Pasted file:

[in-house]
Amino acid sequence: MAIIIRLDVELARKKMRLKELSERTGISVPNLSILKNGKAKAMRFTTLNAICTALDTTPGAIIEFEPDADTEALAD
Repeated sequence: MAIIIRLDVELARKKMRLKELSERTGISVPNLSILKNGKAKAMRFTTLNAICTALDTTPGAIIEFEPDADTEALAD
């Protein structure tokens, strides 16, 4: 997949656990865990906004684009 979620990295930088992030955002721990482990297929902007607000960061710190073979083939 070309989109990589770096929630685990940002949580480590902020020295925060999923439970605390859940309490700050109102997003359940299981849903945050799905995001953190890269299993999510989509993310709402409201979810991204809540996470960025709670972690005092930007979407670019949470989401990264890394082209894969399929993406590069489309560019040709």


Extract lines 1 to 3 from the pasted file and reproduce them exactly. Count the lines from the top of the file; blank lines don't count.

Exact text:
[in-house]
Amino acid sequence: MAIIIRLDVELARKKMRLKELSERTGISVPNLSILKNGKAKAMRFTTLNAICTALDTTPGAIIEFEPDADTEALAD
Repeated sequence: MAIIIRLDVELARKKMRLKELSERTGISVPNLSILKNGKAKAMRFTTLNAICTALDTTPGAIIEFEPDADTEALAD